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Small tea sector witnesses production boom in Bengal

Small tea sector witnesses production boom in Bengal

Bengal has emerged as the second state after Tamil Nadu where the annual production in the small tea sector has surpassed the yield in tea estates.

The small tea sector has two types of players — growers who own only estates and those who own factories where the leaves grown in these gardens are processed. Tea estate owners, on the other hand own both plantations and factories.

According to data made available by the Tea Board of India, the total tea production in north Bengal has increased to 424.06 million kilos in 2019 from 394 million kilos in 2018. Of the 424.06 million kilos, the small tea sector contributed 237.01 million kilos and the tea estates produced 187.05 million kilos.

“In Tamil Nadu, the small tea sector has been contributing the major portion of the state’s tea production for many years. But in Bengal, it is a new trend. This points to the steady emergence of this sector and we feel that in the coming years, the gap will widen,” said Bijoygopal Chakraborty, the president of the Confederation of Indian Small Tea Growers’ Associations.

Planters in north Bengal said the tea bushes were young at the small plantations, which have mushroomed across the region in the past two decades. “The yield of these bushes is higher than that at most tea estates. Also, the cost of production is low in the small tea sector. The sector has provided employment to thousands of rural youths,” said a planter.

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Junction in Siliguri named after Gandhi

Junction in Siliguri named after Gandhi

Mayor Asok Bhattacharya said on Thursday that the Siliguri Municipal Corporation had decided to rename Airview More, one of the important junctions of the city, as Mahatma Gandhi More as he visited the spot to observe the death anniversary of the Father of the Nation.

“A decision has been passed at the civic board to rename 13 major junctions. They include Airview More, which will be named as Mahatma Gandhi More,” said Bhattacharya.

So far, most crossings of Siliguri did not have a proper name. While Hati More will be renamed as Netaji Subhash Chandra Bose More, Sevoke More will be called Gurunanak Chowk. Siliguri Junction More will become Bhanubhakta More and Jalpai More will renamed as BBD More.

Noukaghat More will be known as Thakur Panchanan Barma More.

“We have also a plan to rename some streets and other traffic points. In total, 18 such sites have been identified and discussions are in progress,” said a source.

The decision to rename all prominent junctions of the city was taken by an eight-member committee constituted by the SMC.

The members included doctors, professors, teachers, social workers and former government officials. The committee had made its recommendations which were then sent to the state urban development and municipal affairs department for approval.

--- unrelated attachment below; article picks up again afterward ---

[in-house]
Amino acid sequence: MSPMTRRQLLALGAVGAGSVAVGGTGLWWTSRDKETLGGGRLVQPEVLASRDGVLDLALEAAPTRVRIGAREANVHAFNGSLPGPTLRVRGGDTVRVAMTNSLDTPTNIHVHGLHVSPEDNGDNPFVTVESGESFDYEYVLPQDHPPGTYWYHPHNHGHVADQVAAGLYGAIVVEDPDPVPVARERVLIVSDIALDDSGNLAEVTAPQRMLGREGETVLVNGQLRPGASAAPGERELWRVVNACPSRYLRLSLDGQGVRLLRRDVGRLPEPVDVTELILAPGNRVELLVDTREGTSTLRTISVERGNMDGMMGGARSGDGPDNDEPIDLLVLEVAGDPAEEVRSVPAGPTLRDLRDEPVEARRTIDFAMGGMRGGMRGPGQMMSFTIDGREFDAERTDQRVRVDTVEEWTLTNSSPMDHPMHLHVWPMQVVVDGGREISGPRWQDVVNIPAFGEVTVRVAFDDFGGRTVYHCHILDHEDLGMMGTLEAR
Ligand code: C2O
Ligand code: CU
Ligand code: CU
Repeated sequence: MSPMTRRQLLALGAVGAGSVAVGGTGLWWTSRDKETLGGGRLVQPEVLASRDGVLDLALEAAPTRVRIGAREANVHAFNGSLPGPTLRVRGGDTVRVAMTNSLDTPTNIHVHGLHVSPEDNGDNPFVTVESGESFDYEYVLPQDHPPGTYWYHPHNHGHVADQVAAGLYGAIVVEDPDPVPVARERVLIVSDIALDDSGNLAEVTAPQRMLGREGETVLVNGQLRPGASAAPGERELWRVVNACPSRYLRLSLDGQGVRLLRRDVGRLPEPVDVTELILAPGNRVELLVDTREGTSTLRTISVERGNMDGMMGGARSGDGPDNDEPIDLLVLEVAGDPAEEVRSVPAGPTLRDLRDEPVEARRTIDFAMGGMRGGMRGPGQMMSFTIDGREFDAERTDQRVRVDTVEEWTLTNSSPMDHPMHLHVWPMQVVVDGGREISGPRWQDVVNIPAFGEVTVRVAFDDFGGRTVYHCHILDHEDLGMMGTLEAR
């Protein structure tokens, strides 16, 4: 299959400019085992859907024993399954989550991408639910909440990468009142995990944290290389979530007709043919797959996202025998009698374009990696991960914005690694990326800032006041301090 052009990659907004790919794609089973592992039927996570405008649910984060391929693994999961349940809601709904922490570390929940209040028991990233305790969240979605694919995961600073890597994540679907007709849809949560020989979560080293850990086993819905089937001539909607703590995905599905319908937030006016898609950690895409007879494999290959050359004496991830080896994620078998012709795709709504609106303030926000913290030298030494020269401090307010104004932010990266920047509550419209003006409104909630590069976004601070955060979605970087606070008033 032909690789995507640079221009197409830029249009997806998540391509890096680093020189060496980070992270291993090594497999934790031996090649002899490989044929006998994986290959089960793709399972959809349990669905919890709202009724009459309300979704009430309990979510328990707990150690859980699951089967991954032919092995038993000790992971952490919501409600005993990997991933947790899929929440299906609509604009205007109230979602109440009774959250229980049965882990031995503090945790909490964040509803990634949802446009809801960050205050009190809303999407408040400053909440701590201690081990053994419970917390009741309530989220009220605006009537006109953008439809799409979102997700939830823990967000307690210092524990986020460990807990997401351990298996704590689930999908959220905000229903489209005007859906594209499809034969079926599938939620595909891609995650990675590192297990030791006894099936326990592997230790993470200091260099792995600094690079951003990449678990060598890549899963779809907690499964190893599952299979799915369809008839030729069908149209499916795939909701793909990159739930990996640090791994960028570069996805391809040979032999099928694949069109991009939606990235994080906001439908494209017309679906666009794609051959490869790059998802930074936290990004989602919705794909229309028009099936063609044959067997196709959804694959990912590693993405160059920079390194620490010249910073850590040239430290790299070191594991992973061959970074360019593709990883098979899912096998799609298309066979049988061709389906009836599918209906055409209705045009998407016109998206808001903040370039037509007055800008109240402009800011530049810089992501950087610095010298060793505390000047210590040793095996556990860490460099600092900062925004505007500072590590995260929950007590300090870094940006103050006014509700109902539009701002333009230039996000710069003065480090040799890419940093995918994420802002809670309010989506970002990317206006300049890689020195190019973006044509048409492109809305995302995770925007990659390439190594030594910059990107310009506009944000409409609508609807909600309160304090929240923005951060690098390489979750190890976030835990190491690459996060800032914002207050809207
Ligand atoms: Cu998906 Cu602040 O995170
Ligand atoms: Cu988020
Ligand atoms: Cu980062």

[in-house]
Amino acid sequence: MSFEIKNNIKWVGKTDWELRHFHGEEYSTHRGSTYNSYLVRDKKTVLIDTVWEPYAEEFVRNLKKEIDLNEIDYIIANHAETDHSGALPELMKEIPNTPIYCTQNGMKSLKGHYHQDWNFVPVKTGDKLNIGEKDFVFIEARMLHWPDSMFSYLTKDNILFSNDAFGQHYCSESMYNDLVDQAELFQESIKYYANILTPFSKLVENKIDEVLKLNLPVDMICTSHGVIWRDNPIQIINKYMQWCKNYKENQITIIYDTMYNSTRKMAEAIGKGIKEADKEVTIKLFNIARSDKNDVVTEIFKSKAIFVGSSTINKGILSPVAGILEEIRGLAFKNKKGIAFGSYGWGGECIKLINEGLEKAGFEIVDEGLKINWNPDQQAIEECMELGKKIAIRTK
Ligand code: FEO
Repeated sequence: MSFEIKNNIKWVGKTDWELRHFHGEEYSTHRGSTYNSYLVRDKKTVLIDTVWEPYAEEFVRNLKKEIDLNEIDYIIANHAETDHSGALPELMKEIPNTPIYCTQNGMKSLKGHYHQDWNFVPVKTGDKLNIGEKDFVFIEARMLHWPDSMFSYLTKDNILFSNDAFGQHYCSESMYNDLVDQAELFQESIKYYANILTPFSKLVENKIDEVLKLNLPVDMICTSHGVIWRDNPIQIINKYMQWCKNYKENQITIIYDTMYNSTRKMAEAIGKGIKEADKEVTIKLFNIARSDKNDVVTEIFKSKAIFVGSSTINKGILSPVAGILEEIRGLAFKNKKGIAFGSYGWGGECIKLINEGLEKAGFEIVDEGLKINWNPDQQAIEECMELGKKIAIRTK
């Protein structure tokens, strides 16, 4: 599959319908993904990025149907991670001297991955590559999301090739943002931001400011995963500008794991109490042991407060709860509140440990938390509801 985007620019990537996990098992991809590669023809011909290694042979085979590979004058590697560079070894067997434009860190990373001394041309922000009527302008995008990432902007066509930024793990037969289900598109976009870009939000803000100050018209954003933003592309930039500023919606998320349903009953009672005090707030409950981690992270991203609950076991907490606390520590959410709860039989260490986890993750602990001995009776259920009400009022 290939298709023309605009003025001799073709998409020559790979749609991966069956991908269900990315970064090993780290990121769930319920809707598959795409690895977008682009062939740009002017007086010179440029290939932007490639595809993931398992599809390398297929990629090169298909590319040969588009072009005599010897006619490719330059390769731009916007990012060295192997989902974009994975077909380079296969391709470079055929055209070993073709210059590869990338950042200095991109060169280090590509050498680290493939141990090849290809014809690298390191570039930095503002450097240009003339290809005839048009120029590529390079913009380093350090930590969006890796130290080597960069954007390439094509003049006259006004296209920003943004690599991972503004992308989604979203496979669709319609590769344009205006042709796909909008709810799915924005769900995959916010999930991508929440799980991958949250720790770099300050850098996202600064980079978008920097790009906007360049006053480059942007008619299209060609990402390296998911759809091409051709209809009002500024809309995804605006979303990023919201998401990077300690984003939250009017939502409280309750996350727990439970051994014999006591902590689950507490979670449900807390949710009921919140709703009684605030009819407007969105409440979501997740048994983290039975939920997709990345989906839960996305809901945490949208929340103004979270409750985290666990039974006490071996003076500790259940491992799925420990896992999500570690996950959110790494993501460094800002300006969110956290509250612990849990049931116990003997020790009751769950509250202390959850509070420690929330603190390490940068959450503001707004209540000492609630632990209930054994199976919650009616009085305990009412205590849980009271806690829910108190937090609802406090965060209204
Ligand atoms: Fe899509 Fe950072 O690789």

After the approval, the civic body passed it at a board meeting. In total, names of 13 crossings would be changed.

“We have also sent a letter to the state public works department to get a no-objection certificate so that a statue of Gandhiji can be installed at the crossing,” said the mayor.

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Tourist haunt in Kalimpong

Tourist haunt in Kalimpong

Dalim Tar, a tiny hamlet nestled in the Kalimpong hills, is fast emerging as a hotspot for tourists who intend to spend a few days amid a idyllic landscape and far from the hustle and bustle of city life.

The place had been out of focus even five years ago as road communication was not available. In 2013 a road was built to Dalim Tar and since 2017, the place started gaining popularity among tourists for its scenic beauty and a heritage fort, said sources.

Back in 2008, the state had made the fort, which was built by Lepchas and later taken over by the British, as a heritage property.

“Dalim Tar is basically a plateau on the top of the hill. It has ruins of the Dalim Fort, a fort the Lepchas built in the 19th century. Till 1865, this fort was with the Lepcha community and later, the British government captured it,” said Sajit Rai, secretary of the Dalim Tar Tourism Society.

Tourists visiting the site can witness mesmerising views of Lava, Jhandi, the entire Gajoldoba (Teesta barrage area) and even Siliguri from the top of Dalim Tar.

“Our place is famous for its scenic beauty as well as the forest. Birdwatchers are also fond of this place as various species of birds can be sighted here. There are also stretches of gardens, organic vegetable cultivations that also attract butterflies,” Sajit said.

Raj Basu, the convenor of the Association for Conservation and Tourism (ACT), said the place had got a new dimension after the road was built.

“People here were a bit isolated as there was no road connectivity. But the place is emerging as a new destination for tourists. Also, it has opened a new avenue for alternative earning for the locals who are coming up with homestay accommodations and promoting the site,” said Basu.

Earlier, most villagers were engaged in agriculture while some others would trudge through hilly tracts to reach nearby places and would work as contractual workers.

One of the homestay owners said they were enjoying this new opportunity.

“Tourists have started pouring in and the demand for accommodation is steady. We are also enjoying this new option to earn a living. It gives us a chance to meet more and more people, many of whom come up with suggestions on how this place can be developed further as a tourist destination,” the owner said.

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Border tabs on coronavirus

Border tabs on coronavirus

The Bengal government has deployed paramedics at two principal points to enter the state from Nepal as part of a precaution to prevent spread of coronavirus that claimed dozens of lives in China. The Sikkim government also beefed up the surveillance on its border with Bengal.